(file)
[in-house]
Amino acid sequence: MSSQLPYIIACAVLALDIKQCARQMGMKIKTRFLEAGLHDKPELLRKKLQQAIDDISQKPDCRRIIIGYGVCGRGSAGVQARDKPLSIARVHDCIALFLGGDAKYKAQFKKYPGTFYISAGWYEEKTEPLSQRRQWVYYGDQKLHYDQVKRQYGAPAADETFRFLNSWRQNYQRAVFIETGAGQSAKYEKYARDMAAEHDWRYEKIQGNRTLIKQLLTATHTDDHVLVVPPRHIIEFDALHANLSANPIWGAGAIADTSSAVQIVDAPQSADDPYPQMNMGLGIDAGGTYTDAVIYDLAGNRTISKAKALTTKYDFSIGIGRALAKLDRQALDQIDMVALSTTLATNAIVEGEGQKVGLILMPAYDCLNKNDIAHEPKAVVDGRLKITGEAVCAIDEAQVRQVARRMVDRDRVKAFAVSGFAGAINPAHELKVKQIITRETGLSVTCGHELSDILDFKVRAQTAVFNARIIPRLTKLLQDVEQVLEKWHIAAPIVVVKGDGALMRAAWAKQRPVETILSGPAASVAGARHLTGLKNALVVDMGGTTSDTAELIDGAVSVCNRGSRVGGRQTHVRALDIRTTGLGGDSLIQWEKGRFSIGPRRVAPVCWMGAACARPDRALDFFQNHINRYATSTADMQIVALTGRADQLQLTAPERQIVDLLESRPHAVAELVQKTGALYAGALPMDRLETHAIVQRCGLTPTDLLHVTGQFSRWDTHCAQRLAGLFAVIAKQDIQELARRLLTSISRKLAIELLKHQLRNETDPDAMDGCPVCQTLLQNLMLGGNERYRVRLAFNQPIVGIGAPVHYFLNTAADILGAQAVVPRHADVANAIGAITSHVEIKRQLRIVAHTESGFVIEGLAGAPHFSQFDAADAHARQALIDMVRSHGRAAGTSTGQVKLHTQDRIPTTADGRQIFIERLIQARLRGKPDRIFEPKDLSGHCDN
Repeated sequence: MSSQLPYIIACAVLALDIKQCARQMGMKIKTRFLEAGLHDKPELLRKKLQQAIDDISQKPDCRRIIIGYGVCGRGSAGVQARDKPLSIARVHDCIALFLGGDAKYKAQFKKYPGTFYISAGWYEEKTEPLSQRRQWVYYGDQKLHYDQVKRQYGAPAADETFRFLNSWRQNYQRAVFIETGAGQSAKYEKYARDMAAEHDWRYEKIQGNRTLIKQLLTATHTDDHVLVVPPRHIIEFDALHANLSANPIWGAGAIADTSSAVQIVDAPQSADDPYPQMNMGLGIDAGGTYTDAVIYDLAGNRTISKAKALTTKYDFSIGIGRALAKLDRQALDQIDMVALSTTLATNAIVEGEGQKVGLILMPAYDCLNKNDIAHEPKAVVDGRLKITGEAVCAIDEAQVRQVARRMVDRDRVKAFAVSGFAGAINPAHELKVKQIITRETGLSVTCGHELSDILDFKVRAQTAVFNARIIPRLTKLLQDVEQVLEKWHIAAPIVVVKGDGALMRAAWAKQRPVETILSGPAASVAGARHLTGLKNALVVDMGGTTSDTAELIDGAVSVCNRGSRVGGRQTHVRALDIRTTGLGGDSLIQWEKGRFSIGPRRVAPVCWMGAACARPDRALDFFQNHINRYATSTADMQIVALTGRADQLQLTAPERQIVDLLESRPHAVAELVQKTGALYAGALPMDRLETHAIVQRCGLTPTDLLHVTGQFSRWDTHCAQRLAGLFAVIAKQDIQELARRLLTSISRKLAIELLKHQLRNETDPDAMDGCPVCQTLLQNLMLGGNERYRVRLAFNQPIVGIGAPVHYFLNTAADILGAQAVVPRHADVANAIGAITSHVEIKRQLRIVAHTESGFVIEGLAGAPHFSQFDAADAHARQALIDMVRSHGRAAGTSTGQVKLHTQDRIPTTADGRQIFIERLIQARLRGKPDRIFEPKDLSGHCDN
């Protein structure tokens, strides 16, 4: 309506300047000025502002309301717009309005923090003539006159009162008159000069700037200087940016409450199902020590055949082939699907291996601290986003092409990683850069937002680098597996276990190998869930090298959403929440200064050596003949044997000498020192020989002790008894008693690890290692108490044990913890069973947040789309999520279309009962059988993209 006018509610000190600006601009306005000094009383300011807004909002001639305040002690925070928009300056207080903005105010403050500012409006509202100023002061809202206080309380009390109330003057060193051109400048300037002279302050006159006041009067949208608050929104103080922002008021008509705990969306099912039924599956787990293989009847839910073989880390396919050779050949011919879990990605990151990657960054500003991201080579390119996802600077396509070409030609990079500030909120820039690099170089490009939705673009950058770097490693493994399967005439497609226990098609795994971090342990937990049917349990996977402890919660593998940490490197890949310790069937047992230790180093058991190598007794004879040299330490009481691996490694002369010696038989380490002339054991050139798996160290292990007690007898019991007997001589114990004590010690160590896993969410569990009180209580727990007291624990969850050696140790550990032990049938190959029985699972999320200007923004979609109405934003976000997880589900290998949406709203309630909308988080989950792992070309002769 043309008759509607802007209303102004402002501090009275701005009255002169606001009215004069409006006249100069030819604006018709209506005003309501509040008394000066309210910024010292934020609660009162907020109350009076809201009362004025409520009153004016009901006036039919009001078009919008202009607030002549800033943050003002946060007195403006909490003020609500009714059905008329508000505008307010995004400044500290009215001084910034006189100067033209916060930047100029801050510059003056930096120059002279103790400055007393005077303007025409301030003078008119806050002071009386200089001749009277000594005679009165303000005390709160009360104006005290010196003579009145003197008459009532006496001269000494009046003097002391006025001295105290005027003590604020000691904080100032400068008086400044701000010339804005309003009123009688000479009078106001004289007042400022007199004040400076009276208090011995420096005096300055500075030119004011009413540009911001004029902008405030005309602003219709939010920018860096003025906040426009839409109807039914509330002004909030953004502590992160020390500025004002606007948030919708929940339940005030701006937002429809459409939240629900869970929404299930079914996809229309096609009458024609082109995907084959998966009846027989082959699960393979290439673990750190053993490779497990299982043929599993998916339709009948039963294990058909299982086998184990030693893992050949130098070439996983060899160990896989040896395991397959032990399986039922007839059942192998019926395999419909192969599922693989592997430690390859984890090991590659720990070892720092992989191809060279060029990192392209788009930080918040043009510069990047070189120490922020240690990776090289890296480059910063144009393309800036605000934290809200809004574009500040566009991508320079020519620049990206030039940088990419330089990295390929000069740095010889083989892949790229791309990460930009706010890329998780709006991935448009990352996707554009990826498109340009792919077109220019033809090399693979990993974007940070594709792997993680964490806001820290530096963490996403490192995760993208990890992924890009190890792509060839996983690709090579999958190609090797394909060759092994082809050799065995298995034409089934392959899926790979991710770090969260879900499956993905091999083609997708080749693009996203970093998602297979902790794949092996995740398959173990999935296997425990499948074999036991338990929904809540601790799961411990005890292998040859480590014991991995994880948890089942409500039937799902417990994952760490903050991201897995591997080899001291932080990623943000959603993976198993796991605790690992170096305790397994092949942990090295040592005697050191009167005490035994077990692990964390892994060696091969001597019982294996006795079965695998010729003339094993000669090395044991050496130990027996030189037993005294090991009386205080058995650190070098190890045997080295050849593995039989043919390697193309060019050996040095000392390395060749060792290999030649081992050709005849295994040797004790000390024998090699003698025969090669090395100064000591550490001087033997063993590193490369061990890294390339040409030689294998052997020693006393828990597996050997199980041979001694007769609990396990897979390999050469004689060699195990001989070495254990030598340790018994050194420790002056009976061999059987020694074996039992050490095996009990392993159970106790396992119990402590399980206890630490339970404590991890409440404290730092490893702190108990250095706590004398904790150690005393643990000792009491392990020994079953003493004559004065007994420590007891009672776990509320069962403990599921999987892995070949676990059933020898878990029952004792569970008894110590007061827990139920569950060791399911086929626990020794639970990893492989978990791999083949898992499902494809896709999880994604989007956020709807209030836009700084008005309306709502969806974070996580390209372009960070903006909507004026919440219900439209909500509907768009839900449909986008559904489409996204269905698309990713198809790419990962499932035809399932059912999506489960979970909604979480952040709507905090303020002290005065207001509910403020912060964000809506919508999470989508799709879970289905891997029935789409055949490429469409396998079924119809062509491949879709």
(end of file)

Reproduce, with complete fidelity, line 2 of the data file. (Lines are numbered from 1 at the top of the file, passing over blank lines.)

Amino acid sequence: MSSQLPYIIACAVLALDIKQCARQMGMKIKTRFLEAGLHDKPELLRKKLQQAIDDISQKPDCRRIIIGYGVCGRGSAGVQARDKPLSIARVHDCIALFLGGDAKYKAQFKKYPGTFYISAGWYEEKTEPLSQRRQWVYYGDQKLHYDQVKRQYGAPAADETFRFLNSWRQNYQRAVFIETGAGQSAKYEKYARDMAAEHDWRYEKIQGNRTLIKQLLTATHTDDHVLVVPPRHIIEFDALHANLSANPIWGAGAIADTSSAVQIVDAPQSADDPYPQMNMGLGIDAGGTYTDAVIYDLAGNRTISKAKALTTKYDFSIGIGRALAKLDRQALDQIDMVALSTTLATNAIVEGEGQKVGLILMPAYDCLNKNDIAHEPKAVVDGRLKITGEAVCAIDEAQVRQVARRMVDRDRVKAFAVSGFAGAINPAHELKVKQIITRETGLSVTCGHELSDILDFKVRAQTAVFNARIIPRLTKLLQDVEQVLEKWHIAAPIVVVKGDGALMRAAWAKQRPVETILSGPAASVAGARHLTGLKNALVVDMGGTTSDTAELIDGAVSVCNRGSRVGGRQTHVRALDIRTTGLGGDSLIQWEKGRFSIGPRRVAPVCWMGAACARPDRALDFFQNHINRYATSTADMQIVALTGRADQLQLTAPERQIVDLLESRPHAVAELVQKTGALYAGALPMDRLETHAIVQRCGLTPTDLLHVTGQFSRWDTHCAQRLAGLFAVIAKQDIQELARRLLTSISRKLAIELLKHQLRNETDPDAMDGCPVCQTLLQNLMLGGNERYRVRLAFNQPIVGIGAPVHYFLNTAADILGAQAVVPRHADVANAIGAITSHVEIKRQLRIVAHTESGFVIEGLAGAPHFSQFDAADAHARQALIDMVRSHGRAAGTSTGQVKLHTQDRIPTTADGRQIFIERLIQARLRGKPDRIFEPKDLSGHCDN